Bullets come in different shapes and sizes and are commonly made of lead and copper.
In addition to the caliber of your ammunition, you must also decide on weight. The weight of a bullet is expressed in grains. Generally, the heavier the bullet the more power it delivers.
Modern bullets are designed for particular sizes of game animals. It is possible, for example, to choose a bullet weight that is too light for large game. If the weight is incorrect you may end up wounding the animal rather than killing it quickly.
Changing the weight of your bullet changes its trajectory. Trajectory is the path a bullet takes during flight. Several factors affect this path: gravity, air resistance, speed and weight of the bullet. Gravity pulls the bullet down as it travels forward which results in a downward curved flight path. The air provides resistance that slows the flight of the bullet.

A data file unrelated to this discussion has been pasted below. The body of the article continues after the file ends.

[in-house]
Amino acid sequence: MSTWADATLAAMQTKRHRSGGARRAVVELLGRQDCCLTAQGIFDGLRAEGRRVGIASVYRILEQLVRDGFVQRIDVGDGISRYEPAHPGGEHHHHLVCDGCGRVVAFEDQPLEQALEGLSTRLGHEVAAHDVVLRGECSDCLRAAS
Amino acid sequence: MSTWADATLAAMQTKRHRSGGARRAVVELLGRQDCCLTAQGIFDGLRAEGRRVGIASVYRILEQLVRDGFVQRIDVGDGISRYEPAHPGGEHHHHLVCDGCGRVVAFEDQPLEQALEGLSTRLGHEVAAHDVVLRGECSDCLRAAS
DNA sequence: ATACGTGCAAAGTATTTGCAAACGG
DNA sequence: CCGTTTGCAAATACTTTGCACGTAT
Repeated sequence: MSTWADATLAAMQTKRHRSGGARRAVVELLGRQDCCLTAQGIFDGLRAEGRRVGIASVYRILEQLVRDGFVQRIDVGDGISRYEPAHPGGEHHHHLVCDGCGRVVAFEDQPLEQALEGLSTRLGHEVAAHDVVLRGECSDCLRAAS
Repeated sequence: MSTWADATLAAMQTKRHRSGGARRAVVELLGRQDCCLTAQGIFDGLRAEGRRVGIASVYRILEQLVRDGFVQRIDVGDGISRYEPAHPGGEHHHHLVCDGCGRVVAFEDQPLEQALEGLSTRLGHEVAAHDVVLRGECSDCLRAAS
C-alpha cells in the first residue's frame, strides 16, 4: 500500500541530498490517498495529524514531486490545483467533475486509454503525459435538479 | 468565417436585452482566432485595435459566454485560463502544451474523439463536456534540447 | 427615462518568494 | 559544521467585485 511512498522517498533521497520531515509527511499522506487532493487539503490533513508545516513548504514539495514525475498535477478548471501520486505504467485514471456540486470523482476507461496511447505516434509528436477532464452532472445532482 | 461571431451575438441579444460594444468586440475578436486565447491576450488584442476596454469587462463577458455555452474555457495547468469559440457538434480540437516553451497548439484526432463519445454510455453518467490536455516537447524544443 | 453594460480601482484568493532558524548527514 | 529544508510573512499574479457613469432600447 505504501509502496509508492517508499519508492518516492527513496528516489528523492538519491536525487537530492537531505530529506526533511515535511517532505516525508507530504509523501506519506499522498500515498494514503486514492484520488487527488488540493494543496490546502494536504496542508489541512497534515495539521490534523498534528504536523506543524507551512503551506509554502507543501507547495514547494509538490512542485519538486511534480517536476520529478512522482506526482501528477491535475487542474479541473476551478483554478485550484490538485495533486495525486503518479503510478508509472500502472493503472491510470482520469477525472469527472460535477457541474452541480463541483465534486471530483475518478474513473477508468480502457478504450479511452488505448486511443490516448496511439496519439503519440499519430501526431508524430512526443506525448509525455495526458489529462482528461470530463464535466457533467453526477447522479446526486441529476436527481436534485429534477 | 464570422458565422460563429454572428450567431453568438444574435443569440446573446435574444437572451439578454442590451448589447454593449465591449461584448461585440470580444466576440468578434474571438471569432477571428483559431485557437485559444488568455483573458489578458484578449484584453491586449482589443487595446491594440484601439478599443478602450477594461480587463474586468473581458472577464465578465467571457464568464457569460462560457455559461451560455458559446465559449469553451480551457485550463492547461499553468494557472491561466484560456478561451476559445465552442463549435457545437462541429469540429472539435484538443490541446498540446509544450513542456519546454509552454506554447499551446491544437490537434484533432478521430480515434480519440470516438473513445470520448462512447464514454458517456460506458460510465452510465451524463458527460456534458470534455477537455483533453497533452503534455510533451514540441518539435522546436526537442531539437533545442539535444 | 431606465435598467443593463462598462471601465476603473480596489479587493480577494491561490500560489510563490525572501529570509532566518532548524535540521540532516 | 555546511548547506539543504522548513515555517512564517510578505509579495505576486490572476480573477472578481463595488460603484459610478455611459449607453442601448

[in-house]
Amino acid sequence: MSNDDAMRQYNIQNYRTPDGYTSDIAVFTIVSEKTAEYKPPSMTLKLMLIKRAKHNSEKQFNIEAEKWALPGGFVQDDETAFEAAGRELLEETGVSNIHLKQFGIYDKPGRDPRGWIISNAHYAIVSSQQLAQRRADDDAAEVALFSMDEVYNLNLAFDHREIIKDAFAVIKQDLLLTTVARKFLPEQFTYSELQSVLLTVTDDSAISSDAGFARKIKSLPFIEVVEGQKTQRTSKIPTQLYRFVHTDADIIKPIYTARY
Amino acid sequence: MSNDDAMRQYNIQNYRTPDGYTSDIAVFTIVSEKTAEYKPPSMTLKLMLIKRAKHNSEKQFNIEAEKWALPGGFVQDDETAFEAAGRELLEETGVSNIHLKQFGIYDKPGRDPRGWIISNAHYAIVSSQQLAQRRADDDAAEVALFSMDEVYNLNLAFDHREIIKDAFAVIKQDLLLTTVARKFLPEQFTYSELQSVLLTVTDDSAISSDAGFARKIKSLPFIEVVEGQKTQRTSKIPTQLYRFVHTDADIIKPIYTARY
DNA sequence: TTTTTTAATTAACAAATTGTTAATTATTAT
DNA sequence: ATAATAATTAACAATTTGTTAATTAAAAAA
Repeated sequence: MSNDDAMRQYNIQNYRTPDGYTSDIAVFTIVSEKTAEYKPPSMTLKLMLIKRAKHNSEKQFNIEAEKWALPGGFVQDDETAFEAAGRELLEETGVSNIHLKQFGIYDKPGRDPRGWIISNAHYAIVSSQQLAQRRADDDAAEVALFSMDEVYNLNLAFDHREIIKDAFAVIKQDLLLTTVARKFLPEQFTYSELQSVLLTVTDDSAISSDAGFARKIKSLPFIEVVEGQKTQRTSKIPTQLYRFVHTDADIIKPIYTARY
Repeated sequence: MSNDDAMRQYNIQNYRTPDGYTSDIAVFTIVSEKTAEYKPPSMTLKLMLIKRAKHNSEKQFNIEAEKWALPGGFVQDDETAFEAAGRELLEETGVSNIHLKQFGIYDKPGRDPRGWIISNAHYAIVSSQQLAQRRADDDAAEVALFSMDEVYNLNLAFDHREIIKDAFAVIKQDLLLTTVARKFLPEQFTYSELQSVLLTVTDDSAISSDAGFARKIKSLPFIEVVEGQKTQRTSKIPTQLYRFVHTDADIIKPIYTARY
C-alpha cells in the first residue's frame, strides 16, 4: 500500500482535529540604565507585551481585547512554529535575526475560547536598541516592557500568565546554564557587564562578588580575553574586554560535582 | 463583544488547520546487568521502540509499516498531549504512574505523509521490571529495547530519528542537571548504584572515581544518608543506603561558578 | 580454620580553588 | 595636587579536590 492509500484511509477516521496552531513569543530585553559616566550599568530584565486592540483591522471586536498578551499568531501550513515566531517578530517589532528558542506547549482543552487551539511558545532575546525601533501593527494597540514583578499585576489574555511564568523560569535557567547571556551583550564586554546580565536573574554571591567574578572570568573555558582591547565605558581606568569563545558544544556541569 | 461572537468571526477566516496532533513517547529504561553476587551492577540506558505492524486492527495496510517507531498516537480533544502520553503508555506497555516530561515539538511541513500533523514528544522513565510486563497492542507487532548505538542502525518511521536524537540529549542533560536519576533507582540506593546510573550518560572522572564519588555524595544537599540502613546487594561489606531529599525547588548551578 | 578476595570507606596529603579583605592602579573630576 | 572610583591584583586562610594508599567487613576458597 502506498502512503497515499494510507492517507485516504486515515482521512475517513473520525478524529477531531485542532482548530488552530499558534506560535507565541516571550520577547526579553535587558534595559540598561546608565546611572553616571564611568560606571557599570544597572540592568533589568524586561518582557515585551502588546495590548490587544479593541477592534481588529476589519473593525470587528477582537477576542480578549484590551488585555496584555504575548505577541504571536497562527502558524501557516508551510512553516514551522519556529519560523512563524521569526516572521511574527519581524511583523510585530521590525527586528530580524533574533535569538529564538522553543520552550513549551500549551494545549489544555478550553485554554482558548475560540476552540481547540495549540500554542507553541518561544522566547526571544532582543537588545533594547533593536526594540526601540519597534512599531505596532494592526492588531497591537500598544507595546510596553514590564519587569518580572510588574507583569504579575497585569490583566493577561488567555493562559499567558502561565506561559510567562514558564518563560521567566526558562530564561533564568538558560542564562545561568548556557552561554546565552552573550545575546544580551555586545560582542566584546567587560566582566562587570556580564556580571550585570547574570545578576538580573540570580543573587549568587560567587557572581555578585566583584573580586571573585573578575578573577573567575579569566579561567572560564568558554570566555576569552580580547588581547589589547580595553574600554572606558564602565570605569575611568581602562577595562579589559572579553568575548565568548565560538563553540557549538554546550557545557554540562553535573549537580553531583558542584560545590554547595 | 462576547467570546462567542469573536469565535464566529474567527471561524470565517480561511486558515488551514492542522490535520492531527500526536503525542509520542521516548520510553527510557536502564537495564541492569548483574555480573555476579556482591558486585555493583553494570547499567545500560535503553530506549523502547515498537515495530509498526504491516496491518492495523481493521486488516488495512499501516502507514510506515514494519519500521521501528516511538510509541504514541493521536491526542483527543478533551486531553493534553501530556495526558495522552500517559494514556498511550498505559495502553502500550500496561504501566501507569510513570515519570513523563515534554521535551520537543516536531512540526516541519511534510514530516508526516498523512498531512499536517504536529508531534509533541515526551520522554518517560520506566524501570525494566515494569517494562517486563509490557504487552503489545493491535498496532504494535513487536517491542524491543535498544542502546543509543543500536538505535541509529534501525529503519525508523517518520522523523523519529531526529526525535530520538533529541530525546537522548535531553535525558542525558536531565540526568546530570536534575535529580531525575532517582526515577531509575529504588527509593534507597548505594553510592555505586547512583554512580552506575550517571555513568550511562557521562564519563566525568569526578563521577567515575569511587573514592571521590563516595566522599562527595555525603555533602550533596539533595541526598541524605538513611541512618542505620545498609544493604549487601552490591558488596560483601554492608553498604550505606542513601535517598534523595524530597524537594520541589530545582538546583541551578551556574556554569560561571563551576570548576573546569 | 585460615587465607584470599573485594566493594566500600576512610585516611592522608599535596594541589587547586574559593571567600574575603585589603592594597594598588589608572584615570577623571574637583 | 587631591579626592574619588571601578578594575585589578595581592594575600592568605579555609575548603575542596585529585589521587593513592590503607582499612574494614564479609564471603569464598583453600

Of course, a bullet travels much too quickly for you to be able to actually see its trajectory. You can see an example of a trajectory though by simply throwing a ball in the air and watching it come down.
The trajectory of a bullet is slightly curved. So, if you sight in your firearm to hit a target at 200 yards, you will hit your target high at 100 yards and low at 300 yards.
Since the trajectory of a bullet depends in part on its weight, you must carefully consider your weight choice. For example, a .30-06 Springfield cartridge with a 180-grain bullet has a different flight pattern than the same cartridge with a 150-grain bullet. Once you make your selection, practice sighting in your rifle using that ammunition before you head into the field.